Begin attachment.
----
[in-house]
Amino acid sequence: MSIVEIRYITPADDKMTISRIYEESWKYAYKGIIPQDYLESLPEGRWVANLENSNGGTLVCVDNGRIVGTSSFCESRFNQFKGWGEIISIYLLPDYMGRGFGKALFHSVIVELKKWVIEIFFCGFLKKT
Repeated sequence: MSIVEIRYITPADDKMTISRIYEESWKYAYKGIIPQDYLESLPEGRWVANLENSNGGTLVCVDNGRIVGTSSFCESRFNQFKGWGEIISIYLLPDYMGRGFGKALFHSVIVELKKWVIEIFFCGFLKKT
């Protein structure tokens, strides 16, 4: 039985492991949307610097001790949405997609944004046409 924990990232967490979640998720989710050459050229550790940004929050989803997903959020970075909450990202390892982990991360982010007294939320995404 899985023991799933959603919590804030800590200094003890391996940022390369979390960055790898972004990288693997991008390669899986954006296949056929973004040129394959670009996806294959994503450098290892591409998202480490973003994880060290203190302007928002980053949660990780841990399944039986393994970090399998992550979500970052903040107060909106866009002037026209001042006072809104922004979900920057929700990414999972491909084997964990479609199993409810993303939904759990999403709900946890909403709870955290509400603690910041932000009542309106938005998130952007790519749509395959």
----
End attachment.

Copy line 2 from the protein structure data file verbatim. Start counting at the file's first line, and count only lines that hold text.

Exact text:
Amino acid sequence: MSIVEIRYITPADDKMTISRIYEESWKYAYKGIIPQDYLESLPEGRWVANLENSNGGTLVCVDNGRIVGTSSFCESRFNQFKGWGEIISIYLLPDYMGRGFGKALFHSVIVELKKWVIEIFFCGFLKKT